Broadsign has done a tie-up with the programmatic ad exchange company Place Exchange the companies say enables digital buyers to “transact DOOH programmatically as a simple add-on to existing digital media buys.”
Combining the platforms through software integration, they say, lets Digital OOH media owners and advertisers use “a single set of digital creative assets that can be easily adapted to suit a variety of digital, mobile and DOOH destinations.”
“Broadsign has led the charge in digital out of home for many years, and has access to an incredibly robust global inventory of signage in some of the most highly trafficked locations in the world. We’re excited about the possibilities this integration brings to our vast network of digital media buyers,” says Dave Etherington, Chief Commercial Officer, Place Exchange.
Lightbox OOH Video Network (the US shopping mall media network known for many years as Adspace) is already using the combined capability. “It makes it very easy for digital marketing teams to discover, and buy DOOH media alongside other channels,” says Peter Krieger, President and Chief Operating Officer of Lightbox.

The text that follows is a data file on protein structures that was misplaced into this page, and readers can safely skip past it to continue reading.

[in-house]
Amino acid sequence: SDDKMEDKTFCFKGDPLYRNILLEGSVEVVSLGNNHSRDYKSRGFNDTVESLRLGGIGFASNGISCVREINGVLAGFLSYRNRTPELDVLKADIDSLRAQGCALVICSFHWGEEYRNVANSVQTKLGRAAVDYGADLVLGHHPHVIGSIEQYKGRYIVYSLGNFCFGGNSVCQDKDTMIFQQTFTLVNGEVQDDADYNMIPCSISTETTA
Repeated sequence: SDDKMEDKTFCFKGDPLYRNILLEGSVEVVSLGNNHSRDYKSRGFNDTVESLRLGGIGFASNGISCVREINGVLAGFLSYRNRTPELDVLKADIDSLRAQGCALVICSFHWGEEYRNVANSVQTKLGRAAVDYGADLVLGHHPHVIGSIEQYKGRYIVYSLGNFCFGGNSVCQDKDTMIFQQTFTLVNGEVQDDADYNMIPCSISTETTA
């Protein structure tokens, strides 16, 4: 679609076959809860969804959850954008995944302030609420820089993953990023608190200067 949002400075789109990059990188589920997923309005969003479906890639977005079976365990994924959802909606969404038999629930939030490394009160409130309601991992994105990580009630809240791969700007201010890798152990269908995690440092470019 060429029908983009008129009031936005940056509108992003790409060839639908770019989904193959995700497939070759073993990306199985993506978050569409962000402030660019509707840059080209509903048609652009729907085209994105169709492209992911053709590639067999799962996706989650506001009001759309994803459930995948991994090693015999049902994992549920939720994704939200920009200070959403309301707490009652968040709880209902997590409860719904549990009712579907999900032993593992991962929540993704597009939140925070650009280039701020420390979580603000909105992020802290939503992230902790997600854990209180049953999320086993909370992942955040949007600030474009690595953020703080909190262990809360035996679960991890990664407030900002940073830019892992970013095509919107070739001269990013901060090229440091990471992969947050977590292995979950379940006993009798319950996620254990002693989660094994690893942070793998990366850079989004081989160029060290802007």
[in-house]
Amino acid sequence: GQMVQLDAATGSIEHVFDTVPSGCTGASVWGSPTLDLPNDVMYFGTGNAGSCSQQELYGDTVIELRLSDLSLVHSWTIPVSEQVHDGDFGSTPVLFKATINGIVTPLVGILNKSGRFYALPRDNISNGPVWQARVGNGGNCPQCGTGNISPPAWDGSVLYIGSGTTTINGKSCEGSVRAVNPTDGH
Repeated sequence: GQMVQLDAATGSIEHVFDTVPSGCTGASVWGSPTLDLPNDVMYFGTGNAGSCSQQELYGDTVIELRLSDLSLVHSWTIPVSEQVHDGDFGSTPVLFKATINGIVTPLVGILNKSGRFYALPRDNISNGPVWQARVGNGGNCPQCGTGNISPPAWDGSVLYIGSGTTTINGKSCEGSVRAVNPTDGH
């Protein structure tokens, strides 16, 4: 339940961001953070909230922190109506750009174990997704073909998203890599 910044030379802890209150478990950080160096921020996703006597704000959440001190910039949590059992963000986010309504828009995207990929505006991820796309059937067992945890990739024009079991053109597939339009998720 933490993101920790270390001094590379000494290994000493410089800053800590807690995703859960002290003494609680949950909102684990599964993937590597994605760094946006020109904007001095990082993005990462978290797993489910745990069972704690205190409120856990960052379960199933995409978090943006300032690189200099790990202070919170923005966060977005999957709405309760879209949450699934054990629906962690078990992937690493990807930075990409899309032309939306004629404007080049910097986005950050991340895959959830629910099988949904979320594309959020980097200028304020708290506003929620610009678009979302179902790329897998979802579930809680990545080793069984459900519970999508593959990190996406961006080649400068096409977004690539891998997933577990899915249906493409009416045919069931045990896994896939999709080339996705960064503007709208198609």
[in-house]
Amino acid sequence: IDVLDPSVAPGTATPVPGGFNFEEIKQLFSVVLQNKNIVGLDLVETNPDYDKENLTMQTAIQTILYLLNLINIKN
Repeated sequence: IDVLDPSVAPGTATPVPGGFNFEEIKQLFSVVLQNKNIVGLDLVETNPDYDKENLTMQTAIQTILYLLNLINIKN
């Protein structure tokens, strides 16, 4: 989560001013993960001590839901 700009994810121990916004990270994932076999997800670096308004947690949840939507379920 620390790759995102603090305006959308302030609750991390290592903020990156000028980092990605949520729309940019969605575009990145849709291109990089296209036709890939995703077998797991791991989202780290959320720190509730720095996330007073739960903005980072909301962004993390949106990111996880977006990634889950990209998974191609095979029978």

“Place Exchange has taken a novel approach to adapting the programmatic digital workflow to DOOH and we are excited to partner with them to grow the programmatic DOOH market. This integration will allow digital buyers to easily extend their campaigns onto thousands of DOOH screens across the Reach network and media owners to access thousands of digital buyers around the world,” says Adam Green, SVP and GM of Broadsign Reach.
I don’t have a particularly solid or useful opinion on this, other than easier tends to be a welcomed attribute for anybody doing complicated work. Broadsign Reach is a supply-side platform so in some respects, you’d kinda think the two companies compete. But the whole programmatic SSP/DSP/Exchange thing is a mind-maze to me (and probably many people who don’t live it every day).
Interesting note not mentioned in the PR – Place Exchange was founded by Intersection, the Google/Alphabet/Sidewalk Labs-backed company that runs the LinkNYC ad network, among other media properties.